A curious thing has happened. Lauren has been riding now for upwards of 13 years. For the last nine years she has ridden four or more times a week, baring illness, injury or vacation. She has had big goals (Zone Finals) and small goals (just getting a horse exercised) but through it all she has ridden as many of you do, day in and day out.
It is difficult to remember how many horses and ponies she has ridden. And the reason for her riding, what initially drew her to riding has been somewhat lost in work to meet the next goal. Which is why this is even more a surprise.
What did I hear when I got home from work yesterday? Lauren was bubbling over about riding Mimi. Yes, Mimi, the little grey Welsh pony that we took from Caroline to help her out, not because of any great desire to own a pony. The pony that I did not understand (because I wasn’t paying attention) came to me without being broke to ride and with a big pony attitude.
Mimi came home from trainer Sarah this weekend. Sick and exhausted, Lauren and I watched Sarah work the pony before we loaded her for home, and we were happy with the way the pony was working. Sarah had a horrible day on Saturday with the sudden, unexpected loss of good horse, and was pretty wiped out herself. We were glad Mimi was coming home but there was not the air of expectation or excitement that surrounded the homecomings of Feather and Bruno. We were EXCITED about them! Mimi was just going to be another horse to work until we sold her.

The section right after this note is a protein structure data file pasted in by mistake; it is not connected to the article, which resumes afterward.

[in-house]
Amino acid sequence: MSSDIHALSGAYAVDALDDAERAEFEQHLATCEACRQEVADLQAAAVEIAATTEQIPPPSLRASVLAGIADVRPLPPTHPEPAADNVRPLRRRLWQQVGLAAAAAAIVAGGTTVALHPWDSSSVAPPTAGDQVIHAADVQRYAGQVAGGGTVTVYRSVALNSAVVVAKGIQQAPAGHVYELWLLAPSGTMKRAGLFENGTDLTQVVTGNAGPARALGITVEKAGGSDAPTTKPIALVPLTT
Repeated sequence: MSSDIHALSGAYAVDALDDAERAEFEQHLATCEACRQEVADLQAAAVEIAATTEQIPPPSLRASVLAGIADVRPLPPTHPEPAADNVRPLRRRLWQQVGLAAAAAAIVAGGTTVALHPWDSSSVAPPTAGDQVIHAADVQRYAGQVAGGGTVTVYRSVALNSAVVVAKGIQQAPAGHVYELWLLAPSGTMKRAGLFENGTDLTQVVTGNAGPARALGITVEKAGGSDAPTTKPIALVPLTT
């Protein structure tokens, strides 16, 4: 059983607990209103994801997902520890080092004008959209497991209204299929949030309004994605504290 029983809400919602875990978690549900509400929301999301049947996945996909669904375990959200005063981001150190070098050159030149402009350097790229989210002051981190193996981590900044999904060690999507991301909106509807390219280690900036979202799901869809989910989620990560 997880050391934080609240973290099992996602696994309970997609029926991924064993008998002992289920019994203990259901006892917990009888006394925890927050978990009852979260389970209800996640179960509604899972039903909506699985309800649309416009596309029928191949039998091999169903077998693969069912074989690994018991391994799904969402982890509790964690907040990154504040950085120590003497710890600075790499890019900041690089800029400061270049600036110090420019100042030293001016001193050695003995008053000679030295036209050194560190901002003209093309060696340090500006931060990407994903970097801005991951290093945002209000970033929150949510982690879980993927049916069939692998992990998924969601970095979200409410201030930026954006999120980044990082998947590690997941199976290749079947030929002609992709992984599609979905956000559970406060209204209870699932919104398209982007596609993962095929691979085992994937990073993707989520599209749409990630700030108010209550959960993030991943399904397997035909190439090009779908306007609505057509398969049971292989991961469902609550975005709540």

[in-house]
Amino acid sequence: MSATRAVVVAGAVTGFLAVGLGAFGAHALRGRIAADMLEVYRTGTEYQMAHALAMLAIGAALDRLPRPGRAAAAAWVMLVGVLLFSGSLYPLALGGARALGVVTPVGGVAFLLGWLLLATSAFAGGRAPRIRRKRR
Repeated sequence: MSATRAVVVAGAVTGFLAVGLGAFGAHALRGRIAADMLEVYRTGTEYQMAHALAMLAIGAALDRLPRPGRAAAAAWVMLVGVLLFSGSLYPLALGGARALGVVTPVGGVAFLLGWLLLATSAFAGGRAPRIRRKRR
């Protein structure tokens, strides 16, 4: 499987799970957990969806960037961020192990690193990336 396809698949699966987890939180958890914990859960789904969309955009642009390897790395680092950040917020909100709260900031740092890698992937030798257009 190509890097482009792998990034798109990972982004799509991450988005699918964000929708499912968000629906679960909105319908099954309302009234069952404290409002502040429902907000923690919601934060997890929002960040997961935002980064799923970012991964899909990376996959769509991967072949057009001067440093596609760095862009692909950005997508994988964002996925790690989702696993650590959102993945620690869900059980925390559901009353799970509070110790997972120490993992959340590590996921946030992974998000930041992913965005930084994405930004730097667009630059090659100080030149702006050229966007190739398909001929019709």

Lauren rode Mimi on Sunday and I caught some smiles on her face as she worked the small pony through her paces. But I didn’t catch anything brewing emotionally between them.
But last night, Lauren was like the tiny child who once rode her big paint gelding over the cross-country course in Wickham Park, Florida in a western saddle, a pair of pink Osh Kosh overalls, a helmet and little else. She was entranced with the act of riding, with the chance of putting a horse (or pony) through its paces. Lauren recited all the things she and Mimi had done together. She talked of serpentines, trotting patterns, canter departures and other tasks Sarah had just taught the pony. But Lauren’s biggest excitement came from something Sarah taught the pony that will never be asked for in an English flat class. Sarah, being a western riding trainer, wants to know that her horse (or pony) not only will walk,trot and canter (or in western words, walk, jog, lope) but also that the horse has a “good stop” on it. And as a part of training the horse to stop, when Sarah asks for the “whoa” and it is completed, she will ask the horse to back a few steps.
Lauren was just having the best time cantering the pony around and saying “whoa”, having Mimi stop on a dime and back up. In these simple exercises, Lauren had renewed the love of the basics of riding. As we work Mimi toward the show ring, in this case the English show ring, that stop on a dime will need to be a little more of a delicate, downward transition from one gait to another. There will be plenty of time for that work in the future.
In the meantime, what a joy it is to see my daughter excited about riding, not about showing, or winning, just the simple joy of riding.
Cantering down the line so Lauren can say “whoa” and have the pony slide to a stop. How fun!